Q&A Part Two: Wire Art Jewelry Workshop Author Sharilyn Miller
|Tammy Jones is the
editor of Jewelry Making Daily.
It was a treat to ask Wire Art Jewelry Workshop author Sharilyn Miller some questions to get to know her a little better. I hope you enjoyed part one yesterday; here's part two, with a little more insight into the genius of Sharilyn Miller!
Q: Chain maille (chain mail), wire weaving, knitting wire, wire wrapping, wire coiling . . . what's your favorite wirework technique?
A: I don't have a favorite, because I love them all! I make my own jump rings, I do lots of coiling and spiraling, I forge and shape wire, I texture it with various tools, I have woven with wire and done some wire crochet, and a little bit of chain maille. I think of all of these techniques as means to an end because the focus of my mind is always on design. For example, if I am designing a new clasp I may incorporate spirals or coiled wire into it, or both. I will probably hammer some portions of the clasp, and I may texture it or stamp it with chasing tools. One never knows. I love all the techniques because they assist me in bringing forth new designs.
|Dancing Man Necklace|
Q: Which is your favorite project in Wire Art Jewelry Workshop?
A: My favorite project is probably the Dancing Man necklace because it includes so many techniques. I enjoy twisting fine-gauge wire in a drill to make my own twisted-wire worm beads (we demonstrate this on the DVD, by the way), and I loved using my favorite beads that had been stashed away for years to make a special necklace. It's very expensive as-is, but you could easily make something similar using copper wire instead of silver and less expensive beads.
Since I wrote Contemporary Copper Jewelry, I've been using copper wire (much of it from the hardware store) to make all kinds of wire jewelry, and it has become a real favorite. I actually prefer copper wire to silver now! So don't be afraid to try making any of the projects from Wire Art Jewelry Workshop using copper instead of silver. It will still look great!
Q: It's hard to pick, but I think my favorite project in the book is the Grateful Heart necklace. Can you share the story behind that piece?
|Grateful Heart Necklace|
A: The Grateful Heart necklace started out as a pair of earrings. I was doodling one day and came up with a heart design with a spiral that I thought would make an interesting earring, since the ear post itself was incorporated into the design. I later had that project published in Step by Step Wire Jewelry (Be Steel My Heart) and I think Interweave is still selling it as a tutorial. Later I took up some 12-gauge wire and made a similar heart with a spiral but turned it into a pin. I used 14-gauge wire to wrap an embellishment on it and made a separate pin catch that twists to open and close.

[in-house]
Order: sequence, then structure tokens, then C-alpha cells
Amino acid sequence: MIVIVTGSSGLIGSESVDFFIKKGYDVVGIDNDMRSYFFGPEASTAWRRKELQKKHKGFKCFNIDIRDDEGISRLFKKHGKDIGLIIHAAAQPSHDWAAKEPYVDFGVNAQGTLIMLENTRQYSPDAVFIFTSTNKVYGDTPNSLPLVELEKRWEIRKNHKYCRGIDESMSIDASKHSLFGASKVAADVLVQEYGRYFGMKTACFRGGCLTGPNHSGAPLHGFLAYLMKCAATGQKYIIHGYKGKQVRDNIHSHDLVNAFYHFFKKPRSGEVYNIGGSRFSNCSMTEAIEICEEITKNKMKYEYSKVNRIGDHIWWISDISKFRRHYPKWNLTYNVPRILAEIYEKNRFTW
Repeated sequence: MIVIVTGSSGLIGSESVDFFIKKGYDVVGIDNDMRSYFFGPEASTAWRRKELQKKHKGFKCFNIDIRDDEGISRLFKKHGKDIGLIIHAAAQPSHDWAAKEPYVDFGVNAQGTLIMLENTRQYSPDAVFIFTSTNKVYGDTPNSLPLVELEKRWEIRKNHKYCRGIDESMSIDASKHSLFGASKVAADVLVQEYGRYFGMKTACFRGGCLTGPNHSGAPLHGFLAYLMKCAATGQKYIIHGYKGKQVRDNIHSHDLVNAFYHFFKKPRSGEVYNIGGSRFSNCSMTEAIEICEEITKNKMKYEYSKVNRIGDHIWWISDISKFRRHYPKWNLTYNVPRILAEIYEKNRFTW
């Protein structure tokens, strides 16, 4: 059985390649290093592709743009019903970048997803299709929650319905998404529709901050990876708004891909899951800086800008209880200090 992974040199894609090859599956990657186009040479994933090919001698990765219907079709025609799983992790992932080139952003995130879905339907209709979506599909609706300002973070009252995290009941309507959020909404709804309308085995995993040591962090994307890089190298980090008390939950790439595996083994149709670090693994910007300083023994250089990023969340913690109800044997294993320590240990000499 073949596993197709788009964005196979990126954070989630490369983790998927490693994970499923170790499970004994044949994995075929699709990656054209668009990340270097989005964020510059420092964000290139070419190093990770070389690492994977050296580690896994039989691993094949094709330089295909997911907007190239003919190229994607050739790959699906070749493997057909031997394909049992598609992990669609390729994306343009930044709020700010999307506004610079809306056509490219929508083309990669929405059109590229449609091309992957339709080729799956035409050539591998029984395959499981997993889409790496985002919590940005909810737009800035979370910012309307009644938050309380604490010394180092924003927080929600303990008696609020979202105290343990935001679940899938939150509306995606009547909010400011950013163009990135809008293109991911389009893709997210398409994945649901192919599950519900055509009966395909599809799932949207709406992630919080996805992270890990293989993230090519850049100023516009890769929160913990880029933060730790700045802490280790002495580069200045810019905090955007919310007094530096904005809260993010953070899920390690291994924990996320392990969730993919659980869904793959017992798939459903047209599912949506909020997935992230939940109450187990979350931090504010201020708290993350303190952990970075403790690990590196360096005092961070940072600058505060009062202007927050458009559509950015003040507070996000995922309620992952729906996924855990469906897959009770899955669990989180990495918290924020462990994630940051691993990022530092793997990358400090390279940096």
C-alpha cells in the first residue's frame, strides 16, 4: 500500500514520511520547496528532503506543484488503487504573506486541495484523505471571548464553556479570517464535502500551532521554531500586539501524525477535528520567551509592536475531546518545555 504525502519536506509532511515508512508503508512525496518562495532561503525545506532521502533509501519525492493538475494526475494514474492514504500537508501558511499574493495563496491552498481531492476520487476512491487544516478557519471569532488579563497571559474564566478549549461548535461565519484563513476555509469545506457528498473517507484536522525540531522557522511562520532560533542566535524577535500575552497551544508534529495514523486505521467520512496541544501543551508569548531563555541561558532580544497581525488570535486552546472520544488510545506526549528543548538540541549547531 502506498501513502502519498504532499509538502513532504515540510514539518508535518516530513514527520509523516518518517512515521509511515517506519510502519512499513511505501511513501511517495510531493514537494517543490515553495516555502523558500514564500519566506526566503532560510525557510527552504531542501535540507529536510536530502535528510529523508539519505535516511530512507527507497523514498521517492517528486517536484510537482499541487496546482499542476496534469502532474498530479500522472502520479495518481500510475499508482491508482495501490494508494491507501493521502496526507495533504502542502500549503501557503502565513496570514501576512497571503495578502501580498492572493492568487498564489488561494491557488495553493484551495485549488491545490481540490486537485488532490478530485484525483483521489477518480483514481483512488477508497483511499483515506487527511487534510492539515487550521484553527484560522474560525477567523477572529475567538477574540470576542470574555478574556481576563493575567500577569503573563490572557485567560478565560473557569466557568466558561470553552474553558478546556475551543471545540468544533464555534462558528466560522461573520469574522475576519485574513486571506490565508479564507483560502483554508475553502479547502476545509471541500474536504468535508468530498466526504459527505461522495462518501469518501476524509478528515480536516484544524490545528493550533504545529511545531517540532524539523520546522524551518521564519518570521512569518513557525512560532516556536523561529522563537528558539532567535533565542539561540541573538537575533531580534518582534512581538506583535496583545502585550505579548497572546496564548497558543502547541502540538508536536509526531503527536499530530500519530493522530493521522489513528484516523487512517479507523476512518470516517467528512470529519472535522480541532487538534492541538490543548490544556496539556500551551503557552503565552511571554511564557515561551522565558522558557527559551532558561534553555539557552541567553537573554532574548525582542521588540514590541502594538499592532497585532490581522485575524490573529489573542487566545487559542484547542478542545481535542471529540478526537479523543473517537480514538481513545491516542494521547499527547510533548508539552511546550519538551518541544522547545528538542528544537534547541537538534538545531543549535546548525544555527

The Big Heart Pin was later featured on the cover of an issue of Art Jewelry, and I have taught it in several workshops. Later I thought it would be fun to turn the big heart into a pendant. My first one, made for my mother, was fashioned of 10-gauge sterling silver wire, and I spent a lot of time shaping and hammering it. I then wrapped the two heart lobes with 12-gauge wire so it could be suspended in a necklace, which featured ocean jasper beads and lots and lots of sterling silver coil-wrapped beads and bead dangles. It would be incredibly expensive to make that necklace today! I gave it to my mother one Christmas, and it is still one of her favorites.
Gyspy Stick Earrings
When I decided to teach the heart necklace as a workshop, I realized that I had to reduce the gauge size of the wire because you need very strong hands to manipulate 10-gauge sterling silver. Fine silver would be easier but much more expensive. Copper would also be doable. Anyway, I remade the heart design using 12- and 14-gauge wire (you can use either) and just went down one gauge for the wrapped embellishments. So, for example, if you made the heart using 14-gauge wire you would wrap it with 16-gauge wire. Bead dangles were added and then a necklace from there.
Really, the necklace could be made of anything. I advise my students to make a big heart pendant and then suspend it from a commercial chain, leather strips, buna cord, rubber, or whatever you like. It you're up for a challenge, go ahead and make an elaborate necklace to complement the heart pendant, as I did with my example in Wire Art Jewelry Workshop.
Q: If you were allowed all the wirework tools you liked and all the wire you could imagine, but only one other jewelry-making material, what would you pick?
A: That's easy: Tahitian pearls!
Q: Finally, the question I most enjoy asking people: If you were a tree, what kind of tree would you be, and why?
A: Probably an oak. Where I live in the mountains of Southern California, we are surrounded by trees. Pine trees naturally, several types, but also maples and oaks. I have one huge, gorgeous old oak tree growing next to my house with large sprawling branches that hold a vast population of gray squirrels, chipmunks, jays, woodpeckers, northern flickers, finches, robins, bluebirds, and even the occasional California quail (they are ground birds but sometimes will flutter up to my deck overlooking the national forest, and I have seen them on the oak tree). I find the oak tree inspiring because it's so broad and strong and nurturing, so generous. It shelters, provides nesting sites, and a playground for many animals and birds, and it sheds a bountiful supply of acorns each fall. It's a beautiful tree, both in what it is and what it does for others. I'd like to be like that.
Isn't she delightful? Get Wire Art Jewelry Workshop to make the projects mentioned here and many others—sixteen in all—plus an instructional DVD!